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United States of America v. $164

June 8, 2011


The opinion of the court was delivered by: Chesler, District Judge


This matter comes before the Court on Plaintiff's appeal of a non-dispositive Letter Opinion & Order issued on January 31, 2011 by United States Magistrate Judge Michael A. Shipp, granting Claimant Frank Badics' ("Badics") motion to amend his verified claim. For the reasons stated below, the Magistrate Judge's Order will be affirmed.

A Magistrate Judge's disposition of a non-dispositive motion is subject to review under a clearly erroneous or contrary to law standard. 28 U.S.C. § 636(b)(1)(A); L. CIV. R. 72.1(c)(1)(A). Accordingly, Magistrate Judge Shipp's ruling on this non-dispositive motion is reversible only if it is "clearly erroneous or contrary to law." Id.

The gist of Magistrate Judge Shipp's decision is that he applied Federal Rule of Civil Procedure 15(a) to the matter, and Rule 15(a)(2) instructs: "The court should freely give leave when justice so requires." Magistrate Judge Shipp found that justice required that Badics be allowed to amend his claim.

There is no dispute that actions in rem are governed by the Supplemental Rules for Admiralty or Maritime Claims and Asset Forfeiture Actions (the "Supplemental Rules"). Supplemental Rule A(2) states: "The Federal Rules of Civil Procedure also apply to the foregoing proceedings except to the extent that they are inconsistent with these Supplemental Rules." Thus, the first question for this Court is whether Magistrate Judge Shipp erred in applying Federal Rule of Civil Procedure 15(a) to this matter.

Plaintiff contends that Magistrate Judge Shipp committed "clear error" in applying Rule 15(a), providing a lengthy discussion that only obfuscates the fairly straightforward instruction of Supplemental Rule A(2). Plaintiff cites no controlling authority for the proposition that courts should not apply Rule 15(a) when a forfeiture claimant moves to amend a claim. Nor does Plaintiff show that Rule 15(a) is inconsistent with the Supplemental Rules. Plaintiff has given this Court no basis to conclude that Magistrate Judge Shipp was in error in applying Rule 15(a), no less that it was clear error.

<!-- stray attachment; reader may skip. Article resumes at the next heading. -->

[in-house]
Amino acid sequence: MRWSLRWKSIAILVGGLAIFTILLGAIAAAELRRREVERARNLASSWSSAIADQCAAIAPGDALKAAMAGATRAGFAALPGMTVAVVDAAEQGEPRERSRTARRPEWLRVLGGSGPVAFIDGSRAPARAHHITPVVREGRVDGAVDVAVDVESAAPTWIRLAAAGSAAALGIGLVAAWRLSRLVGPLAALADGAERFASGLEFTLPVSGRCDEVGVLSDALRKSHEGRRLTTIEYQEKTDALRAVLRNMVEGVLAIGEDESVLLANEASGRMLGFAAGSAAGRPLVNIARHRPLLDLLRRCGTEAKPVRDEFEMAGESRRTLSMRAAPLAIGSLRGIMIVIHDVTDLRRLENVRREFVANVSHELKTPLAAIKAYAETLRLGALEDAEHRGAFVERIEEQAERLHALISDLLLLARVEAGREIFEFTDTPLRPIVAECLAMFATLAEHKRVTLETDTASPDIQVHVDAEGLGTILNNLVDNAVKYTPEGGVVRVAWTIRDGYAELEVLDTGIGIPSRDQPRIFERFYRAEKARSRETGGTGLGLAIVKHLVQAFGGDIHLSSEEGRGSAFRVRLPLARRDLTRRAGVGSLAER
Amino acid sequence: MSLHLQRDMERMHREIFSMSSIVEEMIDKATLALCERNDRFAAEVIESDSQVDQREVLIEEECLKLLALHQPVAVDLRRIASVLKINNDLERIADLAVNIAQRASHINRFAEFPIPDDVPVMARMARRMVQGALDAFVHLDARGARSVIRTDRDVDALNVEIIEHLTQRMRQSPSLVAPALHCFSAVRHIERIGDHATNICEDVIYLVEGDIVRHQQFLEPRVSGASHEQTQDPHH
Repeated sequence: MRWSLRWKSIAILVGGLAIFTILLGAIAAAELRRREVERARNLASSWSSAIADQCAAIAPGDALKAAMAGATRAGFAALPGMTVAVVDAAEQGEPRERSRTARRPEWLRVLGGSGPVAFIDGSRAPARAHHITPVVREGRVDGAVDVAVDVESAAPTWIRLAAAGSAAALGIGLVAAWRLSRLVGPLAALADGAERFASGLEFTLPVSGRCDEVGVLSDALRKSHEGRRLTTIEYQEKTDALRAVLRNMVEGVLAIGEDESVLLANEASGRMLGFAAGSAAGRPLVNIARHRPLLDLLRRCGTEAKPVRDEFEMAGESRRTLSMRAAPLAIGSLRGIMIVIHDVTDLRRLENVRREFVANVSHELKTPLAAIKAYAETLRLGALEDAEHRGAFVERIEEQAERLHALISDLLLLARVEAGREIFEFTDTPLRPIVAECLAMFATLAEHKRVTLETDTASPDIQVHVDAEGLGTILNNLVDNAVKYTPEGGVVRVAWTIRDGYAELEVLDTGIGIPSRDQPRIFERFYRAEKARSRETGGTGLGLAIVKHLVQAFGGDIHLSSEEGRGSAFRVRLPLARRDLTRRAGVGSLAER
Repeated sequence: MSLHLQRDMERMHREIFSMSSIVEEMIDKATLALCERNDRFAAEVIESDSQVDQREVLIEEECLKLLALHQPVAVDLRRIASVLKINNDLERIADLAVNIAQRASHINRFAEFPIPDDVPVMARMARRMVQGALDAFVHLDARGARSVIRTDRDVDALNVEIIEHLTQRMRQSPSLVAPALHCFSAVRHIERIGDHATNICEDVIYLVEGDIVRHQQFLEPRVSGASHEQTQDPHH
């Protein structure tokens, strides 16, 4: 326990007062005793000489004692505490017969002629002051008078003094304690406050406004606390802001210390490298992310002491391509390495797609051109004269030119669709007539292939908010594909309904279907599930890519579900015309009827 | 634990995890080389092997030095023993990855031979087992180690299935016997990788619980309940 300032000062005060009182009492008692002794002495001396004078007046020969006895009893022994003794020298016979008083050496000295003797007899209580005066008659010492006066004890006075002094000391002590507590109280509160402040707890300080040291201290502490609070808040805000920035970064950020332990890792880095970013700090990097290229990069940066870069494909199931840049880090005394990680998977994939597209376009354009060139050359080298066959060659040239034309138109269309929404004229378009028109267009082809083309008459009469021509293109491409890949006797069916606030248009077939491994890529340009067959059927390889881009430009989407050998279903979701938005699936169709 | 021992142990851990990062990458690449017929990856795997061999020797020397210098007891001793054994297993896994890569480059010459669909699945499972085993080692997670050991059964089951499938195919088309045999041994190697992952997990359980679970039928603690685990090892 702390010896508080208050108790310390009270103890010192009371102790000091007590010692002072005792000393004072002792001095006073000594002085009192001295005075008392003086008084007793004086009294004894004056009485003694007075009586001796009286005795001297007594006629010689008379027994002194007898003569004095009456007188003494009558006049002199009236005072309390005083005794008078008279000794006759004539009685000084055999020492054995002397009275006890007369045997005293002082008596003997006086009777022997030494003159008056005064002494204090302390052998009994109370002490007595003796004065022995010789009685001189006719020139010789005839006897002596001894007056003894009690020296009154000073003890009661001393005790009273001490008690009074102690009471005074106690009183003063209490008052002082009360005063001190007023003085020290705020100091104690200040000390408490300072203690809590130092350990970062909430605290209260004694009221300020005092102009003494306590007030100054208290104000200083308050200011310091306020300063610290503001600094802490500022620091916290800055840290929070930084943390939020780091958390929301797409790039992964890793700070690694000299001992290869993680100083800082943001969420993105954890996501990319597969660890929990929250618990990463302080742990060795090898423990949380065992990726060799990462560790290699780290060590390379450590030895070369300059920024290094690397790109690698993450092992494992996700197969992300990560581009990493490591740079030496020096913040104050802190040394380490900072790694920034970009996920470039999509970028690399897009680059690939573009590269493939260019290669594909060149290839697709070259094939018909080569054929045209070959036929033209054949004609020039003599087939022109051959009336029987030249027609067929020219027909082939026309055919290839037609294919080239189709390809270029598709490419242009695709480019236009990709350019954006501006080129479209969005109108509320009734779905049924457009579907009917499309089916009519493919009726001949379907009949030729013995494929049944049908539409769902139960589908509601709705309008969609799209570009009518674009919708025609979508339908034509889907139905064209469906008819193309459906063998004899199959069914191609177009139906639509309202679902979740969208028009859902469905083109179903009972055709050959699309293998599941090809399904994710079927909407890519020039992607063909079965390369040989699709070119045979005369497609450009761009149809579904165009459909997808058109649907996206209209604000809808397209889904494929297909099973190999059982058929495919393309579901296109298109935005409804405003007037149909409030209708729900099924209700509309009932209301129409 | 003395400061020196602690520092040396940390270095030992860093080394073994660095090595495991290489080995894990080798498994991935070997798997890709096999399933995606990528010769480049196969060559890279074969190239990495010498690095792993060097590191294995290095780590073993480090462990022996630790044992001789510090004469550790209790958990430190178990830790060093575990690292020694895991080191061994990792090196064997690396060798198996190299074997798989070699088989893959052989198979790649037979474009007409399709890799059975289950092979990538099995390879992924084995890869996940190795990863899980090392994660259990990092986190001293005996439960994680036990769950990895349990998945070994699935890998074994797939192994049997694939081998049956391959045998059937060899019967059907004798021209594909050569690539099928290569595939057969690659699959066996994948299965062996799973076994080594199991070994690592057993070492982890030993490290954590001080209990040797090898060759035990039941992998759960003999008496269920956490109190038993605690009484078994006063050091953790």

Badics observes that there is only one case in which a Court of Appeal has considered this very question, United States v. Currency $267,961.07, 916 F.2d 1104, 1108 (6th Cir. 1990), where the Sixth Circuit held that the district court must apply Rule 15 in deciding a motion to amend. Plaintiff has not persuaded this Court that either the Sixth Circuit or Magistrate Judge Shipp were clearly in error. Rule 15(a)(2) instructs that leave to amend should be freely given, and there has been no showing that Magistrate Judge Shipp erred in deciding accordingly.

Curiously, Plaintiff points to the Commentary to Supplemental Rule G, but fails to note that the Advisory Committee Notes negate its position. The Notes of the Advisory Committee on the 2006 amendments state:

The Civil Rules continue to provide the procedural framework within which Rule G and the other Supplemental Rules operate. Both Rule G(1) and Rule A state this basic proposition. Rule G, for example, does not address pleadings amendments.

Civil Rule 15 applies, in light of the circumstances of a forfeiture action.

Given these Notes, it is difficult to see how Plaintiff has any valid basis to argue that Magistrate Judge Shipp erred in applying Rule 15.

Plaintiff also attempts to foreclose allowing the Claimant to amend by arguing that this Court, in its Order of June 18, 2010, which granted Plaintiff's motion to strike Badics' claim, determined that the Claimant lacked statutory standing, which is now the law of the case. See Public Interest Research Group v. Magnesium Elektron, 123 F.3d 111, 116 (3d Cir. 1997) ("The law of the case doctrine directs courts to refrain from re-deciding issues that were resolved earlier in the litigation.")

This is unpersuasive for a simple reason: in entering the Order of June 18, 2010, this Court did not determine that Badics lacked statutory standing then and forever; rather, this Court determined that Badics' claim as filed was insufficient under the Supplemental Rules. Allowing Badics to amend his claim will not cause a settled issue to be re-decided.

This Court has carefully reviewed Magistrate Judge Shipp's Letter Opinion & Order of January 31, 2011. Not only is the Order not contrary to law or clearly erroneous, it ...

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